“A Young Birch” by Robert Frost Poetry Analysis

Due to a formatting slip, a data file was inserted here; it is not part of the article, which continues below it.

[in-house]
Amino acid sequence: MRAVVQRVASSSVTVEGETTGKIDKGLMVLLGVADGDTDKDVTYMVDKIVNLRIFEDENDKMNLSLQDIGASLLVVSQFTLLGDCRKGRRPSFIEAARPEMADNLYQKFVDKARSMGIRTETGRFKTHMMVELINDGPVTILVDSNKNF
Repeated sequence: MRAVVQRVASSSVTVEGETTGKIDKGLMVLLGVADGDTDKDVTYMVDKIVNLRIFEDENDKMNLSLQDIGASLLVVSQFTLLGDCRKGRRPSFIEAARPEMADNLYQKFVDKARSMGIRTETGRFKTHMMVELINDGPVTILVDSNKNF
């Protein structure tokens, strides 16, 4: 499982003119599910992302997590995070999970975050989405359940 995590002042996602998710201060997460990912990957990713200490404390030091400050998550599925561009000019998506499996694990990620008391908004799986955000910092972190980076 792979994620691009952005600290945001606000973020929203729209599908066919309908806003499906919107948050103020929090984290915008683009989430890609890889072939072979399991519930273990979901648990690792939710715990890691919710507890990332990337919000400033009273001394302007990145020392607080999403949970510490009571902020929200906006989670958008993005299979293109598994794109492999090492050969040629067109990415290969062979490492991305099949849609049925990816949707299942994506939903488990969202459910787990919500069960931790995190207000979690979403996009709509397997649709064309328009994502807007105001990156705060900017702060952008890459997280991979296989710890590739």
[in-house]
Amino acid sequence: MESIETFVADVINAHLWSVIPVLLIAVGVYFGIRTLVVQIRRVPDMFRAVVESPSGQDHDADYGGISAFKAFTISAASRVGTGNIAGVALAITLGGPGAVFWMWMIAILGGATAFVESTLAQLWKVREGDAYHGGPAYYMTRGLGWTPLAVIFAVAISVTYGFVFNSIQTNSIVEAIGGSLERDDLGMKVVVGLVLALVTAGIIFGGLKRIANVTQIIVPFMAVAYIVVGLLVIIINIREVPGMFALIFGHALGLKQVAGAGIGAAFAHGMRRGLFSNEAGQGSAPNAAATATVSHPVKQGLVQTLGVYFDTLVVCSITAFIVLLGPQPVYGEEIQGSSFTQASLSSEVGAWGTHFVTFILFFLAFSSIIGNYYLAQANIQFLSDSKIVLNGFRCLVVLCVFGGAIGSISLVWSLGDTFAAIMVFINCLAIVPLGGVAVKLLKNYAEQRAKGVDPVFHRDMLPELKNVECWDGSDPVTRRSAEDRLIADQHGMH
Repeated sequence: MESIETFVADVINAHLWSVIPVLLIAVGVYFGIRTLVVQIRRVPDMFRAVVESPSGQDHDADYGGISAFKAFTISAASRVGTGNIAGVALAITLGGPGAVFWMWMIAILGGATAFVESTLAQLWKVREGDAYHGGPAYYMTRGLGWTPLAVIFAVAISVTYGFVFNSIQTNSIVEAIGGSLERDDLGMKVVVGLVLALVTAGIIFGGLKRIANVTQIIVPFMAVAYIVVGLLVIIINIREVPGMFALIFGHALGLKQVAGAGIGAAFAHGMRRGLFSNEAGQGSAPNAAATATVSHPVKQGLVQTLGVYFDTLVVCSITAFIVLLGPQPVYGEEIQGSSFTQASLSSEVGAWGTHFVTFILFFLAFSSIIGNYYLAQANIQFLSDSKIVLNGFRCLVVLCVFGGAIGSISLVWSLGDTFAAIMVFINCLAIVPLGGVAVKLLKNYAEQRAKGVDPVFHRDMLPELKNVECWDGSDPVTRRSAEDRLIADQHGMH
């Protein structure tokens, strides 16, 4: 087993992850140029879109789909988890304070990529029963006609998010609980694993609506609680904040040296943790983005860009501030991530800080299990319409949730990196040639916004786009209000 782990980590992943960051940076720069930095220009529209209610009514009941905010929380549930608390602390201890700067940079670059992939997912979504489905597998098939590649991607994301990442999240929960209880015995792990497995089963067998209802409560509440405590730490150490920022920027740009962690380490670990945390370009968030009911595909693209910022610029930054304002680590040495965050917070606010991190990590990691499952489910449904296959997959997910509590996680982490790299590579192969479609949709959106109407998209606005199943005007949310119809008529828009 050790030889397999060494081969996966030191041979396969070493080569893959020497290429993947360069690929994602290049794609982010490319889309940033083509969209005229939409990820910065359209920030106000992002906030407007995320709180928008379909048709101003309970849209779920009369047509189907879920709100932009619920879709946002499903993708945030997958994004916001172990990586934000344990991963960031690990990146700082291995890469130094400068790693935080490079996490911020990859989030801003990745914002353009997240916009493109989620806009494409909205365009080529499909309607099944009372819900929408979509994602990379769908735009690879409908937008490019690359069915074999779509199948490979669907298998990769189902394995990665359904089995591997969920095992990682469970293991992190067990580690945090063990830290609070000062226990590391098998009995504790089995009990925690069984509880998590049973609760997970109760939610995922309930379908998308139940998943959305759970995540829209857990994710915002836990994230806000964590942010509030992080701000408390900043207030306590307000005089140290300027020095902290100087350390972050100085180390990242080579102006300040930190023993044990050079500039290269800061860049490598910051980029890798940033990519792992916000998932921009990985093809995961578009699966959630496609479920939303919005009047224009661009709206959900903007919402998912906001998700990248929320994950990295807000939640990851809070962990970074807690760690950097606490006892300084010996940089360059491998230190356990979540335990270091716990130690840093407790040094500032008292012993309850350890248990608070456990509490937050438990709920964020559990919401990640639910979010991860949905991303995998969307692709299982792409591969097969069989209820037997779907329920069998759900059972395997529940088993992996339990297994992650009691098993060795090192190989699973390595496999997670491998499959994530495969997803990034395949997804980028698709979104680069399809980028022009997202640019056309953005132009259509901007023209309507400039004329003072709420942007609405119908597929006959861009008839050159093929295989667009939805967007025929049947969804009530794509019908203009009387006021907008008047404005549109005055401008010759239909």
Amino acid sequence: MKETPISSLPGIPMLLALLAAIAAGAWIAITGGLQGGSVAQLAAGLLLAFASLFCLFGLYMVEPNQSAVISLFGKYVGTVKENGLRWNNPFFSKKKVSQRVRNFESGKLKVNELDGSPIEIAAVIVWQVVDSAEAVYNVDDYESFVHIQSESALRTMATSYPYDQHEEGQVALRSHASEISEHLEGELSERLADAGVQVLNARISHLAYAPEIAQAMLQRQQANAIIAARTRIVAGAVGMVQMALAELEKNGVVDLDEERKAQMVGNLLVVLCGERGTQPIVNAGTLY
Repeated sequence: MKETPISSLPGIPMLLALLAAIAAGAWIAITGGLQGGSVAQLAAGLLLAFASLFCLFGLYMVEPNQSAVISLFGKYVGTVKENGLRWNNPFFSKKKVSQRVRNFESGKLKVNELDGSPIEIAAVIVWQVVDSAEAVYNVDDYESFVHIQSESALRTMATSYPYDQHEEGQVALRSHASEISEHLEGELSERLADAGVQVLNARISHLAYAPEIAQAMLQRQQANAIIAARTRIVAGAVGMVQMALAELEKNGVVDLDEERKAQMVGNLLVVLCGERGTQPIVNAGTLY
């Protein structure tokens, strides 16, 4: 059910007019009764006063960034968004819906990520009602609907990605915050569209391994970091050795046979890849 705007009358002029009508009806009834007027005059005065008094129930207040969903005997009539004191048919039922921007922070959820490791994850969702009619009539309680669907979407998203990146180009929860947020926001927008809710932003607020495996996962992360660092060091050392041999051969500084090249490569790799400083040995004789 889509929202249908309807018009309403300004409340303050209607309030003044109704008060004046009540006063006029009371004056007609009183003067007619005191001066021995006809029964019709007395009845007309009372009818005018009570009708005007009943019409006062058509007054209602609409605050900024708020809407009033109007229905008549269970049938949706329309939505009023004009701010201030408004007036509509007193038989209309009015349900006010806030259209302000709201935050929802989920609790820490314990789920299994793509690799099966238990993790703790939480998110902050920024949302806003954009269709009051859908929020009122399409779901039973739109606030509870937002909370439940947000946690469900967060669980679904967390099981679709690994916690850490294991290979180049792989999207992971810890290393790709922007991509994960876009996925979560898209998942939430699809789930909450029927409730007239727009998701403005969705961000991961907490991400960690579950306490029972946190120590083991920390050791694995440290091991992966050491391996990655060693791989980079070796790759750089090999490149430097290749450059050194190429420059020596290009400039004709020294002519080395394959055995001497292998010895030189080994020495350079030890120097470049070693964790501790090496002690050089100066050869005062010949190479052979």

In the poem “A Young Birch”, Robert Frost establishes the futility of existence despite having beauty through the use of symbols, structure, and imagery. Although the birch tree is beautiful, its life is meaningless and its death is unavoidable. The speaker describes the birch tree’s life, but in the end, the struggles that the birch tree faced were pointless. Frost establishes the birch tree’s beauty through the use of symbols in the colour white. The colour white symbolizes beauty and purity. Frost compares the birch’s beauty to the sun’s ability to be bright. “Soon entirely white / To double day and cut in half the dark” (ll 4-5) The speaker comments on the birch’s ability, being beautiful, to make the days twice as bright, establishing the blinding beauty of the birch tree. The colour white symbolizes not only beauty, but death. Frost uses this symbolism to establish the inevitability of death. “…crack it’s outer sheath / Of baby green and show the white beneath” (ll 1-2) Frost uses the speaker’s comment on the growth of the birch tree to establish the beauty that was always within the tree, but also death, which is apart of every natural living being. Frost establishes the birch tree’s beauty, but also the inevitable death in his use of symbolism in the colour white. Frost establishes the futility of existence through the use of symbols. The speaker describes the growth of the birch tree through the comparison of its size to different man-made objects, the cane and the fishing pole. The cane and the fishing pole are symbols of the birch tree’s growth. “At first to be no bigger than a cane, / And then no bigger than a fishing pole,” (ll 14-15) The cane and the fishing pole also represent the birch tree’s inevitable death. These man-made objects are made of wood, which are essentially dead trees. The speaker describes the ever-present force of death, even in the growing stages of life. Frost establishes a sense...
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